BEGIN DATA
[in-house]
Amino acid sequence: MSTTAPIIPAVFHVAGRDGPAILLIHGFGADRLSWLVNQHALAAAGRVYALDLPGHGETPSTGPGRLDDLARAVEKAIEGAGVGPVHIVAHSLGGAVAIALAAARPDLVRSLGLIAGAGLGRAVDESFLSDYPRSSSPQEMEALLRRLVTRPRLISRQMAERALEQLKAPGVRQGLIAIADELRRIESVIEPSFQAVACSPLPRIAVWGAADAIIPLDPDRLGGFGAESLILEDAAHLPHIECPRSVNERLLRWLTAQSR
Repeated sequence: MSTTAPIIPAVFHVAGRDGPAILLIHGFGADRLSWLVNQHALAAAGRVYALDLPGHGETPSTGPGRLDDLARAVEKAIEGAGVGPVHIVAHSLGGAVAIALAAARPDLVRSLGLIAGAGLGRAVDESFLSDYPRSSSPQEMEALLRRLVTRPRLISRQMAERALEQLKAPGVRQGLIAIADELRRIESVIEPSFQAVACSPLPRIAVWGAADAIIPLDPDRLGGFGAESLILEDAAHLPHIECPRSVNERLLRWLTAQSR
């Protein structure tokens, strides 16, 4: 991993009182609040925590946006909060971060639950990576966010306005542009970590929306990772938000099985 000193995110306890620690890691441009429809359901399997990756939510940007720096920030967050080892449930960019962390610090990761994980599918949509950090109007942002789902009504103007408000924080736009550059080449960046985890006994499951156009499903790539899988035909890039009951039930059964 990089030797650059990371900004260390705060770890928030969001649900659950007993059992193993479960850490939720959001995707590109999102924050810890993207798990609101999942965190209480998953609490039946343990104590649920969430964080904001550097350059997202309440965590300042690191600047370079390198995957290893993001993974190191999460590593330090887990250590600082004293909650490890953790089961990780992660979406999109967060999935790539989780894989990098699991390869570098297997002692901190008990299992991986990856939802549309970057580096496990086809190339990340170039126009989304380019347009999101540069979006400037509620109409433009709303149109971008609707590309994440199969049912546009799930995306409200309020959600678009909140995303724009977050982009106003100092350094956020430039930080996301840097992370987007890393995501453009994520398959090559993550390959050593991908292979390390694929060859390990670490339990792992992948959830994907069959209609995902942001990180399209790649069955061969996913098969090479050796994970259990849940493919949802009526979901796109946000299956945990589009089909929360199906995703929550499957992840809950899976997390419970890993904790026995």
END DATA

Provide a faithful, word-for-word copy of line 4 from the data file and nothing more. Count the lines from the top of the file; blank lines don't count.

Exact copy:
């Protein structure tokens, strides 16, 4: 991993009182609040925590946006909060971060639950990576966010306005542009970590929306990772938000099985 000193995110306890620690890691441009429809359901399997990756939510940007720096920030967050080892449930960019962390610090990761994980599918949509950090109007942002789902009504103007408000924080736009550059080449960046985890006994499951156009499903790539899988035909890039009951039930059964 990089030797650059990371900004260390705060770890928030969001649900659950007993059992193993479960850490939720959001995707590109999102924050810890993207798990609101999942965190209480998953609490039946343990104590649920969430964080904001550097350059997202309440965590300042690191600047370079390198995957290893993001993974190191999460590593330090887990250590600082004293909650490890953790089961990780992660979406999109967060999935790539989780894989990098699991390869570098297997002692901190008990299992991986990856939802549309970057580096496990086809190339990340170039126009989304380019347009999101540069979006400037509620109409433009709303149109971008609707590309994440199969049912546009799930995306409200309020959600678009909140995303724009977050982009106003100092350094956020430039930080996301840097992370987007890393995501453009994520398959090559993550390959050593991908292979390390694929060859390990670490339990792992992948959830994907069959209609995902942001990180399209790649069955061969996913098969090479050796994970259990849940493919949802009526979901796109946000299956945990589009089909929360199906995703929550499957992840809950899976997390419970890993904790026995």